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The communicator’s secret weapon

Great communicators inspire and drive action. Here's how they do it.

5 min read


The communicator's secret weapon


Effective communication is more a journey than a destination, said Gary Mills, cofounder and chief operations officer at Pinnacle Performance, a communications-skills training company in Chicago.

“Great speakers are made, not born,” said Mills during a fast-moving 75-minute session at SHRM 2018. “We’re all trying to get better.”

And for good reason. Today’s knowledge-based economy has created new demand for communication skills. Findings from a Pew Research study found an 83% increase, since 1980, in hiring for jobs that require strong social skills, including interpersonal and communication. Employers want people who can listen, convey information clearly, and engage with others in a way that fosters productivity and morale.

So how do we get there? Mills outlined a three-step method developed by him and his Pinnacle Performance cofounder and CEO David Lewis. Mills and Lewis are both professional actors who worked in television, film and theater prior to launching their company. Their approach, known as the Pinnacle Method, is based on skills they learned during their acting careers. The pair discuss the model in depth in their new book The Bullseye Principle, which launched in April. Mills outlined the approach during his presentation at SHRM.

There are three steps to influential communication, said Mills; they are:

  1. analyze your audience
  2. understand what action your message should compel
  3. modify your delivery to drive the desired outcome

The model revolves around two components: intention and objective. Objective is what the speaker wants—the goal—and intention is how he or she is going to get it, explained Mills. The two concepts work together in something Mills and Lewis call the persuasion equation: “I want to [intention] my audience so that my audience will [objective].”

“These are the communicator’s secret weapon,” said Mills.

But what does this look like in practice? Mills and Lewis detail the full suite of tools in their book (and it’s refreshingly uncomplicated) but here are a few practical takeaways from Mills’ session.

Stand up straight. Remember when Mom said not to slouch? Turns out she was right. A tall, straight posture helps project confidence, said Mills. He calls this home base position. “From here I can do anything,” Mills said. “[T]his body language is confident, open and relaxed. Anything I do as a communicator that deviates from a strong home base is going to change what you make of it.”

Keep it short. Don’t lose your message in a wordy delivery. The longer you go on, the more likely you are to bury your point, say the wrong thing, repeat yourself or bore your audience. How do you avoid this? “Stop talking,” said Mills. “Keep it concise. Say less. Don’t be afraid of silence.”

Slow down. Do you get nervous speaking in meetings or presenting information? Slow down, said Mills. A deliberate pace, with intermittent pauses, helps demonstrate confidence and poise. “The faster you go, it just seems like you want to get it over with and get out of there,” Mills explained. “So slow down.”

Don’t point. Gestures help you connect with your audience. When gesturing to a person, use an open hand, said Mills. “It’s okay to point at things; it’s not okay to point at people,” he explained. Avoid gestures below the waist; they can make you appear weak or small. Above all, be natural. “As long as your gesture is supporting whatever it is you’re saying, you should be in good shape,” Mills said.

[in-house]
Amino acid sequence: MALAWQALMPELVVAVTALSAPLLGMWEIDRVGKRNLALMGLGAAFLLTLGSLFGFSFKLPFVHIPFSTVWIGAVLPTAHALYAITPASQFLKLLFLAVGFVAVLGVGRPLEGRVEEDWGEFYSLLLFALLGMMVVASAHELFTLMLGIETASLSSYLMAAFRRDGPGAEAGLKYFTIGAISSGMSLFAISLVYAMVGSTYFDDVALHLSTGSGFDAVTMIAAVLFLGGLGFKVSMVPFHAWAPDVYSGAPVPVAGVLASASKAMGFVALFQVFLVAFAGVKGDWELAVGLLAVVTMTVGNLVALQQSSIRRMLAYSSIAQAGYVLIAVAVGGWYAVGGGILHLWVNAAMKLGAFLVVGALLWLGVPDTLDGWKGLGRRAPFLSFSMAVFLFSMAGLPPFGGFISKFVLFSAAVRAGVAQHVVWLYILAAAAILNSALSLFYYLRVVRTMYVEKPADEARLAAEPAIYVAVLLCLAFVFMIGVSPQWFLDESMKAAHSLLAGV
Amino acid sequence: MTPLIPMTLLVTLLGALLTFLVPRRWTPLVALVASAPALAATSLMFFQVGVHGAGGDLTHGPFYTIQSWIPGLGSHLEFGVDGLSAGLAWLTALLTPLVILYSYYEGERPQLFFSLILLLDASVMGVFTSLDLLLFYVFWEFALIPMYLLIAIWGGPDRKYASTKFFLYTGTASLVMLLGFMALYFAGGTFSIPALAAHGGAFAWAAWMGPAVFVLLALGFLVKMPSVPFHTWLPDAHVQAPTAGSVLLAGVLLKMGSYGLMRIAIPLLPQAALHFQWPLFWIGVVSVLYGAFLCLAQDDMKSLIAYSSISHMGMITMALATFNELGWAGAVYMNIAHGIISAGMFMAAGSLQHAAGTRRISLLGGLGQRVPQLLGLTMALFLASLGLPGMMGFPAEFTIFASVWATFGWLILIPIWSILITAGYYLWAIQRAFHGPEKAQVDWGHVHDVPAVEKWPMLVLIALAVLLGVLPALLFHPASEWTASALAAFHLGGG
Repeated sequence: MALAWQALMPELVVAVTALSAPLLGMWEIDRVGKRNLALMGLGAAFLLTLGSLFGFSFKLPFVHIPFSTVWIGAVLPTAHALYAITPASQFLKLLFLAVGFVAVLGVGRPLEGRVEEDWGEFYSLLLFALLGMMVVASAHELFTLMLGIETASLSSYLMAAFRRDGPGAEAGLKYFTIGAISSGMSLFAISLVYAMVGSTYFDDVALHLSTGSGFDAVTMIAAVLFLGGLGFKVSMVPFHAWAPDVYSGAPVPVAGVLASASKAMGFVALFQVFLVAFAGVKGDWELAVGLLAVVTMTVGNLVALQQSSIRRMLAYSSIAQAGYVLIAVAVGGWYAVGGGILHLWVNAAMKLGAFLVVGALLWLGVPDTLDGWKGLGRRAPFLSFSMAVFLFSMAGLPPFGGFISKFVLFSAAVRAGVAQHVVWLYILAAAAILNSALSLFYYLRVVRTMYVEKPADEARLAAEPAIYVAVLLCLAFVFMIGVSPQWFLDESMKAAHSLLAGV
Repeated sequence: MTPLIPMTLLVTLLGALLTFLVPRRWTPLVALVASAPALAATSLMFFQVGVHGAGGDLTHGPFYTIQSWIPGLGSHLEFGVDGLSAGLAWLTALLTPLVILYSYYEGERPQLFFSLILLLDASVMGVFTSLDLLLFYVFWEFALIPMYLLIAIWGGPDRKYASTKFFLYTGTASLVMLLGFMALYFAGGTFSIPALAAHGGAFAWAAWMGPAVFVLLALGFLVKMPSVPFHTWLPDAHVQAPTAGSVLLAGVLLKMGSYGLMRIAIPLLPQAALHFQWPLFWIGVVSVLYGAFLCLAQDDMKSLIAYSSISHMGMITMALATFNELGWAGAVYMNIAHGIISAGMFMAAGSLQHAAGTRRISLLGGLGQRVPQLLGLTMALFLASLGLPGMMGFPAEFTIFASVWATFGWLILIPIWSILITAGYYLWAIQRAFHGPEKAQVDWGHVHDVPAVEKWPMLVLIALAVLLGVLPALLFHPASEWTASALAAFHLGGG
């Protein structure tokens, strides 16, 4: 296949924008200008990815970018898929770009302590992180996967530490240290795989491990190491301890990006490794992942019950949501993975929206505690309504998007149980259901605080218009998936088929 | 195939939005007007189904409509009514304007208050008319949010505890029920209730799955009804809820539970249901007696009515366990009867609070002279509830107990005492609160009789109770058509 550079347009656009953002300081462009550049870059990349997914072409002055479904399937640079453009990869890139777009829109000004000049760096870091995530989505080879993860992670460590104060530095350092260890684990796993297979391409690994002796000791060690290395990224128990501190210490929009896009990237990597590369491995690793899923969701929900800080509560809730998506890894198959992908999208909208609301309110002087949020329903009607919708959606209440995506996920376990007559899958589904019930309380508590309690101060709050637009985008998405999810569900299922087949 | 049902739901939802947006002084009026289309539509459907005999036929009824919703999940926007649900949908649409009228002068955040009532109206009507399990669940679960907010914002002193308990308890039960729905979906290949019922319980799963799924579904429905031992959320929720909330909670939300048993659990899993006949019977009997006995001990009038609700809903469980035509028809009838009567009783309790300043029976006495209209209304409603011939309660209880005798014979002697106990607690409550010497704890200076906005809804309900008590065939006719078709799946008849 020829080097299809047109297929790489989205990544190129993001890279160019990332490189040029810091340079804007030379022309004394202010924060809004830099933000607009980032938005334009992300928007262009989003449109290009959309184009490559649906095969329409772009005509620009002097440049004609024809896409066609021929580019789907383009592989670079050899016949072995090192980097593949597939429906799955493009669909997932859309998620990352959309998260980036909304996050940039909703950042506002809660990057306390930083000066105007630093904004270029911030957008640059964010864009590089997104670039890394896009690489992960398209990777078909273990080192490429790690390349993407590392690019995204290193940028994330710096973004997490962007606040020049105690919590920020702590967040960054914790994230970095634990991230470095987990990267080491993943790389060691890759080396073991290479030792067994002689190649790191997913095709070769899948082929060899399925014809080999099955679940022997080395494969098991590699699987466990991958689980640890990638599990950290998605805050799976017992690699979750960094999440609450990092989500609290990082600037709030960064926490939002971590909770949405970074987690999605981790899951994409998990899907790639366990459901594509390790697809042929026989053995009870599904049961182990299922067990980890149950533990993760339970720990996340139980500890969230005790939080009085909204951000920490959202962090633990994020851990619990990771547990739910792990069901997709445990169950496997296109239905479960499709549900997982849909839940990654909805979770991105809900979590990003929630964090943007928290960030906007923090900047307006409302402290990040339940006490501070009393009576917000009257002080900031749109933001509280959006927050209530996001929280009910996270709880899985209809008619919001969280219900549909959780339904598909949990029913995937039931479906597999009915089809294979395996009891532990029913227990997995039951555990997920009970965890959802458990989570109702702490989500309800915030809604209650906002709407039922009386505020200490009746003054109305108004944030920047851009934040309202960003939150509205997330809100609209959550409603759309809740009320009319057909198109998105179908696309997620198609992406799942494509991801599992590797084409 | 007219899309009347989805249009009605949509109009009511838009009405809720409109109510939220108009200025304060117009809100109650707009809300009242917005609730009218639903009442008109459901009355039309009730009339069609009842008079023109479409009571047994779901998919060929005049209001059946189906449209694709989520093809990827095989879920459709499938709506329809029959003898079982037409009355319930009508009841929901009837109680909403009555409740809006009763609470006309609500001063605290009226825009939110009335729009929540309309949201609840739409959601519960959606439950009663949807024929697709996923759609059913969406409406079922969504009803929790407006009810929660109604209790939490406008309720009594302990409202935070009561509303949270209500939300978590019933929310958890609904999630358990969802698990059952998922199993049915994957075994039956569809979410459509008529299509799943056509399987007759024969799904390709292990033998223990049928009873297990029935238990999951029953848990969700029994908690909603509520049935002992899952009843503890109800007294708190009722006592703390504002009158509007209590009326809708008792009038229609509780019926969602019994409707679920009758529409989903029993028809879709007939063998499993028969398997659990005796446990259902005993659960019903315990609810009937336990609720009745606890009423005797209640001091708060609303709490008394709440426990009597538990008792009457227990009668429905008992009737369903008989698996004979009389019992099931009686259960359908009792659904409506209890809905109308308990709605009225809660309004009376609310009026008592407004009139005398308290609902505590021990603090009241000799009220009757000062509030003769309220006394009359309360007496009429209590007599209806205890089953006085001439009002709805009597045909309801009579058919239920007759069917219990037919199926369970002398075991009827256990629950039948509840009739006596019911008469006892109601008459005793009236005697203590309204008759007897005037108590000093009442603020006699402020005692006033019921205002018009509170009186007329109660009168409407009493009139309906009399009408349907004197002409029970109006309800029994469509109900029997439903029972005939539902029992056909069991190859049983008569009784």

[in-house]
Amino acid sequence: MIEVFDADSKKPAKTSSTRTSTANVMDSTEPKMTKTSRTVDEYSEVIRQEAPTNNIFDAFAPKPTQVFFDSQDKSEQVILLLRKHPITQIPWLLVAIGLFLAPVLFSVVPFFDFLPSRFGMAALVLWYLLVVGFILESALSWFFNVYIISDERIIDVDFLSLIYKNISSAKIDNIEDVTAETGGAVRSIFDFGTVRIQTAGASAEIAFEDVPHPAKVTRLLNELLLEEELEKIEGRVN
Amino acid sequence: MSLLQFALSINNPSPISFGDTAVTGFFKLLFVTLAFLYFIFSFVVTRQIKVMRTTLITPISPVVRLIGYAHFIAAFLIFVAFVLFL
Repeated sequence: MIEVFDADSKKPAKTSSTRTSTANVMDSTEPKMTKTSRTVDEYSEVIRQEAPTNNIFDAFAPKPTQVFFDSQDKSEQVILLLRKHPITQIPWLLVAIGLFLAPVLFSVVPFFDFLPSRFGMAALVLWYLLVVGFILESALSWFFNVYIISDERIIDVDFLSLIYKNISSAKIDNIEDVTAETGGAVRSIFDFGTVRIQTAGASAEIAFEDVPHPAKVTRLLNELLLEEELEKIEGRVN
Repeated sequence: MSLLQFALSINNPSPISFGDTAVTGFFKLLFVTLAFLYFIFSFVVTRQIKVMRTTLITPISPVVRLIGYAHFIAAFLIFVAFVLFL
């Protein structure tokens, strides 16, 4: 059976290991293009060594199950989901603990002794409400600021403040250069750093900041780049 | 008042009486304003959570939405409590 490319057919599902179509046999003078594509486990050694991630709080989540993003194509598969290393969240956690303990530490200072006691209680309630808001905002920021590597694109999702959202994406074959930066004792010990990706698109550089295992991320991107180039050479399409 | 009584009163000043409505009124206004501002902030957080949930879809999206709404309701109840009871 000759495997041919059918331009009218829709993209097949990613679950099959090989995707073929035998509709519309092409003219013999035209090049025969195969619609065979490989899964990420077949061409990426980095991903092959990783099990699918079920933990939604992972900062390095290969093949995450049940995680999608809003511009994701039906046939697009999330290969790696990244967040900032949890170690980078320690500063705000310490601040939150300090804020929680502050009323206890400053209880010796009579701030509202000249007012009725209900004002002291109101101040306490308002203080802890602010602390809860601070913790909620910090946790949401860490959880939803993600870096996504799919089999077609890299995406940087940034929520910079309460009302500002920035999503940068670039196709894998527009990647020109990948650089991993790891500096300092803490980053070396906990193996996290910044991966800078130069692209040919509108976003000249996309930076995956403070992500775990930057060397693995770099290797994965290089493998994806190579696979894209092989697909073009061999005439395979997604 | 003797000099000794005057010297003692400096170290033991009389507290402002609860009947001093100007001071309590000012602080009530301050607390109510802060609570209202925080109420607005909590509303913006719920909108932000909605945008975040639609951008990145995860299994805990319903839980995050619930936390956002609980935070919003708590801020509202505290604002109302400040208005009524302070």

Ditch verbal viruses. Get rid of words like “ah” or “um” that sneak into your communication and clutter your message. These verbal viruses, as Mills called them, are distracting, annoying and damaging to a confident presence. The worst place to have a verbal virus? The beginning of an answer to a question. (Your client: “Can you fill this order in three weeks?” You: “Um, yes.”) “You can’t come across as credible if you have verbal viruses,” Mills said.

Careful the sucker punch. Tough questions go with the territory in HR but the ones we’re not expecting can land like a punch in the mouth. A connector statement can help you stay on your feet. These statements connect your answer to the person’s question, explained Mills, giving the example of “Good question; let’s discuss that.” Connector statements buy you time so you can formulate your response. “[O]nce the words come out, you own them,” said Mills. “You’re going to be judged on that. Be careful what comes out.”

Shift gears. You have about five minutes to capture people’s attention before they get distracted and tune out, said Mills, citing a study by Lloyd’s Bank of London. Combat distractibility with a pattern interrupt. “[A pattern interrupt] is anything you can do to shift gears and buy another five minutes,” Mills explained, offering ideas such as changing speakers, showing a video or telling a story, among others.

These tools, and others found in the book, will help you make your message stick and keep listeners engaged, said Mills. And it is your job to make sure your audience is engaged, he emphasized.

“If your audience is bored during your presentation, who’s to blame? The speaker. The burden of engagement, in what we call The Pinnacle Methodology, always lies with the speaker,” said Mills.


Kanoe Namahoe is an editor with SmartBrief in Washington DC. She covers issues related to education technology and the workforce.


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